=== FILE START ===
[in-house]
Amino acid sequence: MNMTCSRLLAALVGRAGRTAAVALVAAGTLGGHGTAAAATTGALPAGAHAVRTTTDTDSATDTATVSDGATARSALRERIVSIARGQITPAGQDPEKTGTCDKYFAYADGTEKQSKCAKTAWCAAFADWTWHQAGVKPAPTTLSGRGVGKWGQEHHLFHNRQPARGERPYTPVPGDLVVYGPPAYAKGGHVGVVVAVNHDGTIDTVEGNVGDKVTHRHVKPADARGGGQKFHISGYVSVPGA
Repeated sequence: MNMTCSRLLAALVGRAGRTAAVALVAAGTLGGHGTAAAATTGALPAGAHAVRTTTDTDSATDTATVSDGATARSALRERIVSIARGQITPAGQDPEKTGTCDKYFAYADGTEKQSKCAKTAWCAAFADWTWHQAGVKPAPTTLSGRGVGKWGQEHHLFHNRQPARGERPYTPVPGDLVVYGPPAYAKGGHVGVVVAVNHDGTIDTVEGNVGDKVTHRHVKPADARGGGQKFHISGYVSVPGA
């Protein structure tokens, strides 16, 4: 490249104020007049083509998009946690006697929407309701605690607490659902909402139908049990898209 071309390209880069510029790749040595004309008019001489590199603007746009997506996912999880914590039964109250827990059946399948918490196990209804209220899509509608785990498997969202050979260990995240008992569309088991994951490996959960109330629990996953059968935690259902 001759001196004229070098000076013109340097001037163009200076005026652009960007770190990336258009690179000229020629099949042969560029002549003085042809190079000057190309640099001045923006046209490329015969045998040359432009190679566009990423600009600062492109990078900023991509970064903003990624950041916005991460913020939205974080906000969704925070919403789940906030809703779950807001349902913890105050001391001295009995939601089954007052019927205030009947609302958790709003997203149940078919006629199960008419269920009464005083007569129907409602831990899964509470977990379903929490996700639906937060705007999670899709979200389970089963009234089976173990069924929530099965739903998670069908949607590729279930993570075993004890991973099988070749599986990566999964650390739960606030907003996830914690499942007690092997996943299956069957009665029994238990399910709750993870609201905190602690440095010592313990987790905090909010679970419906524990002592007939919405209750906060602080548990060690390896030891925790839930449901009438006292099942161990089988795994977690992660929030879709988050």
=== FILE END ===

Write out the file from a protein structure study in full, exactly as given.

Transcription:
[in-house]
Amino acid sequence: MNMTCSRLLAALVGRAGRTAAVALVAAGTLGGHGTAAAATTGALPAGAHAVRTTTDTDSATDTATVSDGATARSALRERIVSIARGQITPAGQDPEKTGTCDKYFAYADGTEKQSKCAKTAWCAAFADWTWHQAGVKPAPTTLSGRGVGKWGQEHHLFHNRQPARGERPYTPVPGDLVVYGPPAYAKGGHVGVVVAVNHDGTIDTVEGNVGDKVTHRHVKPADARGGGQKFHISGYVSVPGA
Repeated sequence: MNMTCSRLLAALVGRAGRTAAVALVAAGTLGGHGTAAAATTGALPAGAHAVRTTTDTDSATDTATVSDGATARSALRERIVSIARGQITPAGQDPEKTGTCDKYFAYADGTEKQSKCAKTAWCAAFADWTWHQAGVKPAPTTLSGRGVGKWGQEHHLFHNRQPARGERPYTPVPGDLVVYGPPAYAKGGHVGVVVAVNHDGTIDTVEGNVGDKVTHRHVKPADARGGGQKFHISGYVSVPGA
């Protein structure tokens, strides 16, 4: 490249104020007049083509998009946690006697929407309701605690607490659902909402139908049990898209 071309390209880069510029790749040595004309008019001489590199603007746009997506996912999880914590039964109250827990059946399948918490196990209804209220899509509608785990498997969202050979260990995240008992569309088991994951490996959960109330629990996953059968935690259902 001759001196004229070098000076013109340097001037163009200076005026652009960007770190990336258009690179000229020629099949042969560029002549003085042809190079000057190309640099001045923006046209490329015969045998040359432009190679566009990423600009600062492109990078900023991509970064903003990624950041916005991460913020939205974080906000969704925070919403789940906030809703779950807001349902913890105050001391001295009995939601089954007052019927205030009947609302958790709003997203149940078919006629199960008419269920009464005083007569129907409602831990899964509470977990379903929490996700639906937060705007999670899709979200389970089963009234089976173990069924929530099965739903998670069908949607590729279930993570075993004890991973099988070749599986990566999964650390739960606030907003996830914690499942007690092997996943299956069957009665029994238990399910709750993870609201905190602690440095010592313990987790905090909010679970419906524990002592007939919405209750906060602080548990060690390896030891925790839930449901009438006292099942161990089988795994977690992660929030879709988050």